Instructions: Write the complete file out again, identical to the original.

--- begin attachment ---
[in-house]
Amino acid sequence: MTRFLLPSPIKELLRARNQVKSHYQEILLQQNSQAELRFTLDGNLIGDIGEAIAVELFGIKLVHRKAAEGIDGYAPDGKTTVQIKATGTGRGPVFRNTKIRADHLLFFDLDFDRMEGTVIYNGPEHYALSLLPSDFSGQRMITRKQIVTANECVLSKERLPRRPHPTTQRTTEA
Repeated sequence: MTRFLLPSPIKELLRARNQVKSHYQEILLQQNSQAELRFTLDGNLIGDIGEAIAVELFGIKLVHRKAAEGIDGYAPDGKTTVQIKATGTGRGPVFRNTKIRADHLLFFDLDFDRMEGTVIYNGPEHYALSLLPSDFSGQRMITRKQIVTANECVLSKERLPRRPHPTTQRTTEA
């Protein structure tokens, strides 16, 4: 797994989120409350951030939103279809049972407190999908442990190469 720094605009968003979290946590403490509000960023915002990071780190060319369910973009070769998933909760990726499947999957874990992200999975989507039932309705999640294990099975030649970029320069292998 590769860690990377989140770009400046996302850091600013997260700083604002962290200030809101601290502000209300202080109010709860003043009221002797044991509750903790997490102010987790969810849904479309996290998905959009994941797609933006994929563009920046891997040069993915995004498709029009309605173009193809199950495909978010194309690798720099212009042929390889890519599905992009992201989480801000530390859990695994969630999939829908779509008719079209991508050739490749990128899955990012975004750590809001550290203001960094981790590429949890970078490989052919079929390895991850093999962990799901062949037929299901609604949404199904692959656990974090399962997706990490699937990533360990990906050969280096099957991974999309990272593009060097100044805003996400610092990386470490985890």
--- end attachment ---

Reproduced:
[in-house]
Amino acid sequence: MTRFLLPSPIKELLRARNQVKSHYQEILLQQNSQAELRFTLDGNLIGDIGEAIAVELFGIKLVHRKAAEGIDGYAPDGKTTVQIKATGTGRGPVFRNTKIRADHLLFFDLDFDRMEGTVIYNGPEHYALSLLPSDFSGQRMITRKQIVTANECVLSKERLPRRPHPTTQRTTEA
Repeated sequence: MTRFLLPSPIKELLRARNQVKSHYQEILLQQNSQAELRFTLDGNLIGDIGEAIAVELFGIKLVHRKAAEGIDGYAPDGKTTVQIKATGTGRGPVFRNTKIRADHLLFFDLDFDRMEGTVIYNGPEHYALSLLPSDFSGQRMITRKQIVTANECVLSKERLPRRPHPTTQRTTEA
């Protein structure tokens, strides 16, 4: 797994989120409350951030939103279809049972407190999908442990190469 720094605009968003979290946590403490509000960023915002990071780190060319369910973009070769998933909760990726499947999957874990992200999975989507039932309705999640294990099975030649970029320069292998 590769860690990377989140770009400046996302850091600013997260700083604002962290200030809101601290502000209300202080109010709860003043009221002797044991509750903790997490102010987790969810849904479309996290998905959009994941797609933006994929563009920046891997040069993915995004498709029009309605173009193809199950495909978010194309690798720099212009042929390889890519599905992009992201989480801000530390859990695994969630999939829908779509008719079209991508050739490749990128899955990012975004750590809001550290203001960094981790590429949890970078490989052919079929390895991850093999962990799901062949037929299901609604949404199904692959656990974090399962997706990490699937990533360990990906050969280096099957991974999309990272593009060097100044805003996400610092990386470490985890």